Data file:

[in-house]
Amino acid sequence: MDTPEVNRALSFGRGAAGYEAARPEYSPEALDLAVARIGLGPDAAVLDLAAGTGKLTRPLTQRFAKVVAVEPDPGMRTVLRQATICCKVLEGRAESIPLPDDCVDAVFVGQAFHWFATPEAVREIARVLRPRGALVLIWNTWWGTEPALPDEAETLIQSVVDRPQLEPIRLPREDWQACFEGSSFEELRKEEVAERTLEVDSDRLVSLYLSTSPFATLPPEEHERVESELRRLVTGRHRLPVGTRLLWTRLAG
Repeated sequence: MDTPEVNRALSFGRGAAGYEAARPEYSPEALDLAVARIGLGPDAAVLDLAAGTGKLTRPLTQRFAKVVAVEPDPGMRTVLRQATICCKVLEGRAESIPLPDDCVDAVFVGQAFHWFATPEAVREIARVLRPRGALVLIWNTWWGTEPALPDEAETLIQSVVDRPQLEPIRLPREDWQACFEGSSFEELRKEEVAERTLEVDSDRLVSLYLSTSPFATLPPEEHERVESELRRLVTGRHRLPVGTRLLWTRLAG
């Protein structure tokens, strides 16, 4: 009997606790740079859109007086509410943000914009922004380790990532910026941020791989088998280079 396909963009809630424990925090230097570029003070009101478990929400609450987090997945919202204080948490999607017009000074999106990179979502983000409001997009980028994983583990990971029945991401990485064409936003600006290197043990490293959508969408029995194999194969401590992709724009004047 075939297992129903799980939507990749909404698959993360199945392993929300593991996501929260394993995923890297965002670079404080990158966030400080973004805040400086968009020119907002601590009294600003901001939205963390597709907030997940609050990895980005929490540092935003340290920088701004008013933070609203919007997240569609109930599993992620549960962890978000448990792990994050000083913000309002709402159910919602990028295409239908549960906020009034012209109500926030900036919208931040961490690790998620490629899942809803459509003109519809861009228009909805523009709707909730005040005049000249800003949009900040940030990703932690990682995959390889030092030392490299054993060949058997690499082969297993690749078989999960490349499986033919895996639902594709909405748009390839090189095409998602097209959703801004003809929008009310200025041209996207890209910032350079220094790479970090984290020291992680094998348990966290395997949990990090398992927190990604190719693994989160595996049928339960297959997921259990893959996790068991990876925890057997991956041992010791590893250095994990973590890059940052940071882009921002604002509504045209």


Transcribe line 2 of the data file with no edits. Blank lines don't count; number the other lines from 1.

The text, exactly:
Amino acid sequence: MDTPEVNRALSFGRGAAGYEAARPEYSPEALDLAVARIGLGPDAAVLDLAAGTGKLTRPLTQRFAKVVAVEPDPGMRTVLRQATICCKVLEGRAESIPLPDDCVDAVFVGQAFHWFATPEAVREIARVLRPRGALVLIWNTWWGTEPALPDEAETLIQSVVDRPQLEPIRLPREDWQACFEGSSFEELRKEEVAERTLEVDSDRLVSLYLSTSPFATLPPEEHERVESELRRLVTGRHRLPVGTRLLWTRLAG